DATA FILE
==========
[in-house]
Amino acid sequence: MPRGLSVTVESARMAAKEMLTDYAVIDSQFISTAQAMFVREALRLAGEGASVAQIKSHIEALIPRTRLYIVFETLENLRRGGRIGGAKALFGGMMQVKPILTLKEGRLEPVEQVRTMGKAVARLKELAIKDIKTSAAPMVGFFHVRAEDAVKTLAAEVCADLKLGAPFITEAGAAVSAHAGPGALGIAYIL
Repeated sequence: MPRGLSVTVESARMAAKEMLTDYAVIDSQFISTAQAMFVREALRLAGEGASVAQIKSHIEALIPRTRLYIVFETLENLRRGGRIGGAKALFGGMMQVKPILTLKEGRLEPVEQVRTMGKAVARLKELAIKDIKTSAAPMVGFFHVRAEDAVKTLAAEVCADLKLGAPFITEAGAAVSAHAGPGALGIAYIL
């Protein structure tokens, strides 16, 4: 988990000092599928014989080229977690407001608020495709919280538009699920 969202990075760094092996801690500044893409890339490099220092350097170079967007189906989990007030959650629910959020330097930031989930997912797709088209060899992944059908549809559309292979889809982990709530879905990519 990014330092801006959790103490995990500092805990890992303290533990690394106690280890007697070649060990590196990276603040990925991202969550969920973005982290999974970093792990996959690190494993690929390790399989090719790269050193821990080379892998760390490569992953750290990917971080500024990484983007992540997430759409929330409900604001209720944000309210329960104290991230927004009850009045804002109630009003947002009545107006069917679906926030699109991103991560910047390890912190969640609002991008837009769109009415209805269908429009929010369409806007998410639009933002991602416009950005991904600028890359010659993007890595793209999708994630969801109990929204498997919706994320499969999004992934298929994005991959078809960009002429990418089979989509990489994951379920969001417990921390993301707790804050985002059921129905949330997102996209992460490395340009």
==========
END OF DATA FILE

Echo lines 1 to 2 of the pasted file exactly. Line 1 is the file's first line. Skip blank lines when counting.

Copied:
[in-house]
Amino acid sequence: MPRGLSVTVESARMAAKEMLTDYAVIDSQFISTAQAMFVREALRLAGEGASVAQIKSHIEALIPRTRLYIVFETLENLRRGGRIGGAKALFGGMMQVKPILTLKEGRLEPVEQVRTMGKAVARLKELAIKDIKTSAAPMVGFFHVRAEDAVKTLAAEVCADLKLGAPFITEAGAAVSAHAGPGALGIAYIL